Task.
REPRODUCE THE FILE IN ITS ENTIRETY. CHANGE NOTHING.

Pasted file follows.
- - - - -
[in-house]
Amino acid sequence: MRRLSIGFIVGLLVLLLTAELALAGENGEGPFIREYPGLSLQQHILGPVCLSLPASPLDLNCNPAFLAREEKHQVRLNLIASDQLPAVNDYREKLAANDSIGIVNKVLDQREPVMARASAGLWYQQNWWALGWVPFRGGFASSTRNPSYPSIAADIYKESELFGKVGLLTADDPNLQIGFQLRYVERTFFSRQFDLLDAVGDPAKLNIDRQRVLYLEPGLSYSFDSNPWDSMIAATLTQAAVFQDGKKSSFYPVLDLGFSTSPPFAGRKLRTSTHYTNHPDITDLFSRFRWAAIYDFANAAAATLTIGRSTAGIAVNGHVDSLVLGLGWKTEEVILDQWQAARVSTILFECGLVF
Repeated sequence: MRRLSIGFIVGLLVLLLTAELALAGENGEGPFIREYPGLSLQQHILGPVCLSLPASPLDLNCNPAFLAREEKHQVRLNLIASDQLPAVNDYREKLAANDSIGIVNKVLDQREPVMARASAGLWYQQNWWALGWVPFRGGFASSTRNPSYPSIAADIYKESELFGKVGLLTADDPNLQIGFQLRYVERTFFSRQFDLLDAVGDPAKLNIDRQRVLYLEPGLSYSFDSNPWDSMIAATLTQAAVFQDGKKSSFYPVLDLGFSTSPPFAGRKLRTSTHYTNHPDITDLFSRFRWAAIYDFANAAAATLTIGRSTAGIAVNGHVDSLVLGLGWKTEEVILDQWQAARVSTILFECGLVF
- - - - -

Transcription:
[in-house]
Amino acid sequence: MRRLSIGFIVGLLVLLLTAELALAGENGEGPFIREYPGLSLQQHILGPVCLSLPASPLDLNCNPAFLAREEKHQVRLNLIASDQLPAVNDYREKLAANDSIGIVNKVLDQREPVMARASAGLWYQQNWWALGWVPFRGGFASSTRNPSYPSIAADIYKESELFGKVGLLTADDPNLQIGFQLRYVERTFFSRQFDLLDAVGDPAKLNIDRQRVLYLEPGLSYSFDSNPWDSMIAATLTQAAVFQDGKKSSFYPVLDLGFSTSPPFAGRKLRTSTHYTNHPDITDLFSRFRWAAIYDFANAAAATLTIGRSTAGIAVNGHVDSLVLGLGWKTEEVILDQWQAARVSTILFECGLVF
Repeated sequence: MRRLSIGFIVGLLVLLLTAELALAGENGEGPFIREYPGLSLQQHILGPVCLSLPASPLDLNCNPAFLAREEKHQVRLNLIASDQLPAVNDYREKLAANDSIGIVNKVLDQREPVMARASAGLWYQQNWWALGWVPFRGGFASSTRNPSYPSIAADIYKESELFGKVGLLTADDPNLQIGFQLRYVERTFFSRQFDLLDAVGDPAKLNIDRQRVLYLEPGLSYSFDSNPWDSMIAATLTQAAVFQDGKKSSFYPVLDLGFSTSPPFAGRKLRTSTHYTNHPDITDLFSRFRWAAIYDFANAAAATLTIGRSTAGIAVNGHVDSLVLGLGWKTEEVILDQWQAARVSTILFECGLVF